“In this book we aim to make clear why many scientists, ourselves very much included, now recognize hidden-bias blindspots as fully believable because of the sheer weight of scientific evidence that demands this conclusion. But convincing readers of this is no simple challenge. How can we show the existence of something in our own minds of which we remain completely unaware.”

The race IAT (the only one I’ll be discussing here) considers how we equate black faces with weapons and danger.

“The belief that Black men are criminals persists even though the likelihood of any given Black male being a criminal is low. Needless to say, the existence of a stereotype associating a given group with violence and crime is grave and has important implications for the individual, group, and society.”

It didn’t matter that test-takers stated that they held no animus toward blacks. A majority still displayed bias toward blacks in the automatic portion of the test. The researchers call this “unconscious” bias. [I suspect a not-insignificant percentage of this is less unconscious than it is simply un-confessed; however, that might be my bias talking.]

It didn’t matter how well educated the subjects were. They still displayed bias against black faces more readily associating them with weapons and violence.

Culturally, Equal is Not Good Enough:

Knowing of … cultures that crowned themselves superior, and revisiting the Margo Monteith quote, “To the extent we can feel better about our group relative to other groups, we can feel good about ourselves,” I searched for instances in which Afro-Americans crowned ourselves culturally superior. I could not find any. [More]
Yes, there are spheres we dominate, but do we instill the idea in young people that they come from a stock that is more courageous, more resolute than any other American people have had to be? Do we credit ourselves with our mercy and restraint (good or bad)? We certainly know that if anyone had done to white Americans what they have done to us, it would have been cause for nothing less than a genocidal rampage against the perpetrators. Do we credit ourselves with being a sufficiently formidable force that in 2011 most Americans assumed we represented 20% of the population instead of the 12% we comprised at the time? There is nary an aspect of this country’s governance that our presence has not inordinately influenced—from the structure of our governmental institutions to the rights and freedoms we profess to love. Do we credit ourselves as the people who forced this nation to recognize that it failed to practice what it preached regarding equality under the law, or with forcing this nation to legally enforce the concepts it claimed to hold dear, but had instead betrayed? Do we place ourselves front and center in America’s story?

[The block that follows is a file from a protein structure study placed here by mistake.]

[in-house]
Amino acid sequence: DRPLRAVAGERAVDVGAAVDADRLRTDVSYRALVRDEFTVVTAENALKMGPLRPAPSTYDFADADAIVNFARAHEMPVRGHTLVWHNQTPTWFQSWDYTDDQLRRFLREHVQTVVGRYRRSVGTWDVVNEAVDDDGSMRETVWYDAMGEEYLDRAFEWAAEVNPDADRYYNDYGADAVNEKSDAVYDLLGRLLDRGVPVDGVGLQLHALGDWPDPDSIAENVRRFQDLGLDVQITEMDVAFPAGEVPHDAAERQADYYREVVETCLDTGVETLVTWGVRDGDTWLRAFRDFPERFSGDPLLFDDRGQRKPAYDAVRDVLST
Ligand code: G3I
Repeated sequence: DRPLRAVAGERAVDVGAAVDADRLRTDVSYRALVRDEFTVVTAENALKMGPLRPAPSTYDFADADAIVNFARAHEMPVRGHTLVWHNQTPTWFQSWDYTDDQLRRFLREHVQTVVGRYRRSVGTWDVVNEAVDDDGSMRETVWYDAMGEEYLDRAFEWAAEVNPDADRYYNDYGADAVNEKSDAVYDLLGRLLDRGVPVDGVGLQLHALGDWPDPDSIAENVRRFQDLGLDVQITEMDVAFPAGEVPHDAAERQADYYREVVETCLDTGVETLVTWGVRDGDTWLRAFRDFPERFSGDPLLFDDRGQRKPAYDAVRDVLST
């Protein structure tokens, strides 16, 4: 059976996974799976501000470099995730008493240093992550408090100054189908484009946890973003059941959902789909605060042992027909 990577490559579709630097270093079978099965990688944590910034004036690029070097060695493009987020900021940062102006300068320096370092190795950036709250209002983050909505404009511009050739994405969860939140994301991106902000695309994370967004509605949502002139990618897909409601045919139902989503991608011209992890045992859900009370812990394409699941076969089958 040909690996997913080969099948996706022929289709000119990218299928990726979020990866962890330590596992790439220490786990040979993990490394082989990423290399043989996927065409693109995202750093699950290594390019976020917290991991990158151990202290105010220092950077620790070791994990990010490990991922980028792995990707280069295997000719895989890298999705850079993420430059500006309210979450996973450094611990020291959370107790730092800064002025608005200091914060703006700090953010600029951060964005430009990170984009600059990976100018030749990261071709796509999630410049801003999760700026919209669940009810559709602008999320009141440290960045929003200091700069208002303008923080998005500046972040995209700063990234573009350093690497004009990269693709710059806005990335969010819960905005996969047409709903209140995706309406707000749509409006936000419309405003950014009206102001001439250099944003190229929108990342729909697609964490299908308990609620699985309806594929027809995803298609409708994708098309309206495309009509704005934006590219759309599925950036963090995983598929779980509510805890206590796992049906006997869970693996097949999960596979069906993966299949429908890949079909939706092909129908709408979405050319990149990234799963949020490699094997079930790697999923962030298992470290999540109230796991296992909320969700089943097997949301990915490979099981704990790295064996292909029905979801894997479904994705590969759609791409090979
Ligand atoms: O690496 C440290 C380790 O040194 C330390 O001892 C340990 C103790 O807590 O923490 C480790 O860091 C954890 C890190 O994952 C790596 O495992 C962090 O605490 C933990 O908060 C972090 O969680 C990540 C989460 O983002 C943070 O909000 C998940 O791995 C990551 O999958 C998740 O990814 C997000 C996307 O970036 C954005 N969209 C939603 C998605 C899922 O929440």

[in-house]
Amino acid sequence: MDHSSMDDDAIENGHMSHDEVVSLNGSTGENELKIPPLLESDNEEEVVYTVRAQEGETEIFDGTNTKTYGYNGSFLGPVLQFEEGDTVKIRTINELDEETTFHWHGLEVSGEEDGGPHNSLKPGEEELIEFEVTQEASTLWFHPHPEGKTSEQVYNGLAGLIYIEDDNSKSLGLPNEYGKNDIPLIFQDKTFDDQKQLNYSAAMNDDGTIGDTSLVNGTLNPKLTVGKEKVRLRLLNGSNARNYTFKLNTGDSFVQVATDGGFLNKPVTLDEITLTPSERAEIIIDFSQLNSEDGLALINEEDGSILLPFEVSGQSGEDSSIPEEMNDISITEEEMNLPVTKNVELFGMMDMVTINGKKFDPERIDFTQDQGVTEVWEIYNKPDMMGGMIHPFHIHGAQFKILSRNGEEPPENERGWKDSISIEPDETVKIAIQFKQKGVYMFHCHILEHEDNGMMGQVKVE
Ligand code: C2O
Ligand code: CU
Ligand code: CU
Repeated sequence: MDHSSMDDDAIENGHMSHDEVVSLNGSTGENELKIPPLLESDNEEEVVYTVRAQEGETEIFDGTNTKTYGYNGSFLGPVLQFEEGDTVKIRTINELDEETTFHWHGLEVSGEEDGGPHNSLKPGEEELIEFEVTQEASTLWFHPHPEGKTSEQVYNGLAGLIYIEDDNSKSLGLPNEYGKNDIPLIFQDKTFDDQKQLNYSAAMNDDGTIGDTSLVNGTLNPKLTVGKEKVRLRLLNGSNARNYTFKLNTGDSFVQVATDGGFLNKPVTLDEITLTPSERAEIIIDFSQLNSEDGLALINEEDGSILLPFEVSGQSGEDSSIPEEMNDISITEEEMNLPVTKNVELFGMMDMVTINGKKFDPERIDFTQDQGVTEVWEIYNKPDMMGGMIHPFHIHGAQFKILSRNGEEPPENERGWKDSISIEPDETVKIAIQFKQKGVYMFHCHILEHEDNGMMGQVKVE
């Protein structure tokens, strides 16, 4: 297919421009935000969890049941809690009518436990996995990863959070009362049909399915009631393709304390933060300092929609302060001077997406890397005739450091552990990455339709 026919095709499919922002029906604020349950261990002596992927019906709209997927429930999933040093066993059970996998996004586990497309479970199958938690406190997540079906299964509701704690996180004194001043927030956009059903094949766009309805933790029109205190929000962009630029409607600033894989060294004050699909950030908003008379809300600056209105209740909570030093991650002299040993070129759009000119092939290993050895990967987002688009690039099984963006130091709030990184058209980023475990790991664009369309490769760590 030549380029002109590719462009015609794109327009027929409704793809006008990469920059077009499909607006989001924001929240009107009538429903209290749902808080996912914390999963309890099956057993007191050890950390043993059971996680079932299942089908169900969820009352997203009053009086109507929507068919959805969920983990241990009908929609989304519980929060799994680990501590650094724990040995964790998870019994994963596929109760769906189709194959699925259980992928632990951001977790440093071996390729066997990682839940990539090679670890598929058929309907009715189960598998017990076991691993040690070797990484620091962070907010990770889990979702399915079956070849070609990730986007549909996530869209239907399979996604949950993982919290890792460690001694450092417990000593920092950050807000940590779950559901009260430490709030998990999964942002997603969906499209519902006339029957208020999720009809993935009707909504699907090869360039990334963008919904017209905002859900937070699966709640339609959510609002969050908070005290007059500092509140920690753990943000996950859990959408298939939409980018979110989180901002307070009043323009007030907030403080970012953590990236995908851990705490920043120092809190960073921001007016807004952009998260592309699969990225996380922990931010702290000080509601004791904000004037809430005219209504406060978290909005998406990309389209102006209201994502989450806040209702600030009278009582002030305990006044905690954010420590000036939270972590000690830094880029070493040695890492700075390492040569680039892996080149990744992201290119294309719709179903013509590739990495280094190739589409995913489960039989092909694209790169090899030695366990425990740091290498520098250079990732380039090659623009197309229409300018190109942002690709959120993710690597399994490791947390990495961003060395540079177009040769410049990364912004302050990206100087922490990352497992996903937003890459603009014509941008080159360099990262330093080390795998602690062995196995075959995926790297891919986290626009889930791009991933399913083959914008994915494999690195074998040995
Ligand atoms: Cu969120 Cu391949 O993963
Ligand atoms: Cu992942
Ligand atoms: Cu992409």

Equality is a demotion. I do not feel we are equal to the white men and women with whom we share this land. I feel that we are superior. We have had to be. They have not clawed their way out of 188 years of various forms of legally and socially enforced bondage and subjugation to compel the offending nation to change it laws and its habits. They have not colored every aspect of this culture from music to dance to speech in the face of 188 years of non- and second-class citizenship. We have come farther. We have overcome more. Isn’t it time to develop an historical and cultural curriculum that teaches this to our children, that counters the negative lessons they’ll inevitably imbibe from the majority?


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About the Author
Leonce Gaiter's fiction includes the historical novel, "I Dreamt I Was in Heaven - The Rampage of the Rufus Buck Gang," the coming-of-age novel, "In the Company of Educated Men," and the noir thriller, "Bourbon Street."

His non-fiction has appeared in Newsweek, The Huffington Post, The Los Angeles Times, The Washington Post, The New York Times, in national syndication, and elsewhere.

Raised in a military family, Gaiter grew up in Louisiana, Germany, Missouri, Washington, D.C. and Maryland. After graduating from Harvard, he moved to Los Angeles and worked in the creative and business ends of the film and recording industries. He subsequently worked as marketing agency strategist and creative director for large technology accounts. He currently lives in Northern California. You can learn more about his work and read excerpts at